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The utility of a genetic kidney disease clinic employing a broad range of genomic testing platforms: experience of the Irish Kidney Gene Project

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posted on 21.06.2022, 16:07 by Elhussein ElhassanElhussein Elhassan, Susan MurraySusan Murray, Dervla M Connaughton, Claire Kennedy, Sarah Cormican, Cliona Cowhig, Caragh Stapleton, Mark A Little, Kendrah Kidd, Anthony J Bleyer, Martina Živná, Stanislav Kmoch, Neil K Fennelly, Brendan DoyleBrendan Doyle, Tony DormanTony Dorman, Matthew D Griffin, Liam Casserly, Peter C Harris, Friedhelm Hildebrandt, Gianpiero CavalleriGianpiero Cavalleri, Katherine BensonKatherine Benson, Peter ConlonPeter Conlon

Background and aims: Genetic testing presents a unique opportunity for diagnosis and management of genetic kidney diseases (GKD). Here, we describe the clinical utility and valuable impact of a specialized GKD clinic, which uses a variety of genomic sequencing strategies.

Methods: In this prospective cohort study, we undertook genetic testing in adults with suspected GKD according to prespecified criteria. Over 7 years, patients were referred from tertiary centres across Ireland to an academic medical centre as part of the Irish Kidney Gene Project.

Results: Among 677 patients, the mean age was of 37.2 ± 13 years, and 73.9% of the patients had family history of chronic kidney disease (CKD). We achieved a molecular diagnostic rate of 50.9%. Four genes accounted for more than 70% of identified pathogenic variants: PKD1 and PKD2 (n = 186, 53.4%), MUC1 (8.9%), and COL4A5 (8.3%). In 162 patients with a genetic diagnosis, excluding PKD1/PKD2, the a priori diagnosis was confirmed in 58% and in 13% the diagnosis was reclassified. A genetic diagnosis was established in 22 (29.7%) patients with CKD of uncertain aetiology. Based on genetic testing, a diagnostic kidney biopsy was unnecessary in 13 (8%) patients. Presence of family history of CKD and the underlying a priori diagnosis were independent predictors (P < 0.001) of a positive genetic diagnosis.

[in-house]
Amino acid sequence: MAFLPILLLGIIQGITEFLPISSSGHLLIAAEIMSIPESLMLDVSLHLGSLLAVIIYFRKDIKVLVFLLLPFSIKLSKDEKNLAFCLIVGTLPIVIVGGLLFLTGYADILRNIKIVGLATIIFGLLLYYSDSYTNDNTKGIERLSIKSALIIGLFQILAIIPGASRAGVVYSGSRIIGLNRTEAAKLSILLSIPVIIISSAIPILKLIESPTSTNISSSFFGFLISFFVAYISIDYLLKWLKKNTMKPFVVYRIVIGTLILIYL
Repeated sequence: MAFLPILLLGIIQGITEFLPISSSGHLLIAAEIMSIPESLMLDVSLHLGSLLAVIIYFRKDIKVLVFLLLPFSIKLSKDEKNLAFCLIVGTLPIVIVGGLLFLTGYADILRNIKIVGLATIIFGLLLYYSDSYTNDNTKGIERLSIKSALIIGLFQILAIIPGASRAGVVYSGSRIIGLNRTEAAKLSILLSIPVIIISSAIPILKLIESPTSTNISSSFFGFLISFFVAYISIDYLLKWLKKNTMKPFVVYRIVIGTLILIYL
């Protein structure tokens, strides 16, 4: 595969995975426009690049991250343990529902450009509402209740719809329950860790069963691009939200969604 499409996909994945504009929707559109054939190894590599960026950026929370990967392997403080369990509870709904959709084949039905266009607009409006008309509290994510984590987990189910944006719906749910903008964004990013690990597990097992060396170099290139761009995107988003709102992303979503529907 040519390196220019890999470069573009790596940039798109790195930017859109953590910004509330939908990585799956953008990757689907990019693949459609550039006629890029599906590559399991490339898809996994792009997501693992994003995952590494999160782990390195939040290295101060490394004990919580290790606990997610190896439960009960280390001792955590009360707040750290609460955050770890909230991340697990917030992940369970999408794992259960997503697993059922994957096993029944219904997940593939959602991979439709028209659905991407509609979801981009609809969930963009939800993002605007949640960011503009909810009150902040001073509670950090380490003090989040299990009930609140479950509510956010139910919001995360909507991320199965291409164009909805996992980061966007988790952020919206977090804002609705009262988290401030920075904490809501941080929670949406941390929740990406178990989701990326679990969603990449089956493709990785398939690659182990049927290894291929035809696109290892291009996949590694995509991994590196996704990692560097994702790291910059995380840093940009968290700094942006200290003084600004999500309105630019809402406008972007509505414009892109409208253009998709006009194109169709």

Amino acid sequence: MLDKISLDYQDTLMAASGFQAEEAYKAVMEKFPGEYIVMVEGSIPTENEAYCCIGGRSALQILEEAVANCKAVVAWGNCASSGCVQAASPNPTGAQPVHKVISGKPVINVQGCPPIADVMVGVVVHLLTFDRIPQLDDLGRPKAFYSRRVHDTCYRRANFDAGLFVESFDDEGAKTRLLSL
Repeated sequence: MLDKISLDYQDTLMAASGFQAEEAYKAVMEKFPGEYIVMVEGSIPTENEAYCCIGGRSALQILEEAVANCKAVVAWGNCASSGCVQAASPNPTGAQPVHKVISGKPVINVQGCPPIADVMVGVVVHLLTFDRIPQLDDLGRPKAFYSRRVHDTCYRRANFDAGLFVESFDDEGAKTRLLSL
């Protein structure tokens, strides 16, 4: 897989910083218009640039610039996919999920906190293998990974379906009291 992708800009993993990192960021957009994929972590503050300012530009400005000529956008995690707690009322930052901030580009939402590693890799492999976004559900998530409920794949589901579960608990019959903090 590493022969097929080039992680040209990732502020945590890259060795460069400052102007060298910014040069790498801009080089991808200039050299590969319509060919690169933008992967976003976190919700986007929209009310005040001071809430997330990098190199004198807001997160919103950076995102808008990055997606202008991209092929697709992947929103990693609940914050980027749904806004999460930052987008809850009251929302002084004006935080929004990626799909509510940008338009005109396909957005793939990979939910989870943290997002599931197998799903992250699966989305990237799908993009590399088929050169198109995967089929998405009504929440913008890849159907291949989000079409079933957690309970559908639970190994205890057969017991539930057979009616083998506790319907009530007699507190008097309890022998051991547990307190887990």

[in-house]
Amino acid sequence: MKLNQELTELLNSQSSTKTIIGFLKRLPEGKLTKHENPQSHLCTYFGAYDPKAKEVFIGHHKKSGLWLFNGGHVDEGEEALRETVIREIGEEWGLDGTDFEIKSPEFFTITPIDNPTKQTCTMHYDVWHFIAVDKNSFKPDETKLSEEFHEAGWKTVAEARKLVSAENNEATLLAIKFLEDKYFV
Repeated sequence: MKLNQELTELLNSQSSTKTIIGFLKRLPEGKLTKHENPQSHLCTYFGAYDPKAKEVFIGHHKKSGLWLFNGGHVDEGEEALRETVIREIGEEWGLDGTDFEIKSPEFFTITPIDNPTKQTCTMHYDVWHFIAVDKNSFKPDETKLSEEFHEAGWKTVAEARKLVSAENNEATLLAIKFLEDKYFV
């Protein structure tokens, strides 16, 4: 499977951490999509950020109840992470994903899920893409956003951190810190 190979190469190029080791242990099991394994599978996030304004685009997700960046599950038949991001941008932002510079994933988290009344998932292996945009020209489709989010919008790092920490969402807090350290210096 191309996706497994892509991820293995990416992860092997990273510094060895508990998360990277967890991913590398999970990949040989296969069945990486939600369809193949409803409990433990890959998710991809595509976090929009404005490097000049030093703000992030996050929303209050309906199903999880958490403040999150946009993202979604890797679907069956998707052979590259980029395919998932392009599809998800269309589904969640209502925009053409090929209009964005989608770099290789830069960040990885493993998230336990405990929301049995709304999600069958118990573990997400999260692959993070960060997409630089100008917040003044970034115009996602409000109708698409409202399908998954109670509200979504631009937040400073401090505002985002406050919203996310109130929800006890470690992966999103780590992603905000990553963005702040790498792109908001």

Conclusions: A dedicated GKD clinic is a valuable resource, and its implementation of various genomic strategies has resulted in a direct, demonstrable clinical and therapeutic benefits to affected patients.

Funding

Punchestown Kidney Research Fund (EPSPD/2019/213)

Irish Kidney association/Health Research Board under the HRCI-HRB Joint funding scheme (Grant code: HRCI-HRB-2020-032)

History

Comments

The original article is available at https://link.springer.com/

Published Citation

Elhassan EAE. et al. The utility of a genetic kidney disease clinic employing a broad range of genomic testing platforms: experience of the Irish Kidney Gene Project. J Nephrol. 2022.

Publication Date

31 January 2022

PubMed ID

35099770

Department/Unit

  • Beaumont Hospital
  • Medicine
  • Pathology
  • School of Pharmacy and Biomolecular Sciences

Research Area

  • Vascular Biology
  • Cancer
  • Neurological and Psychiatric Disorders

Publisher

Springer

Version

  • Published Version (Version of Record)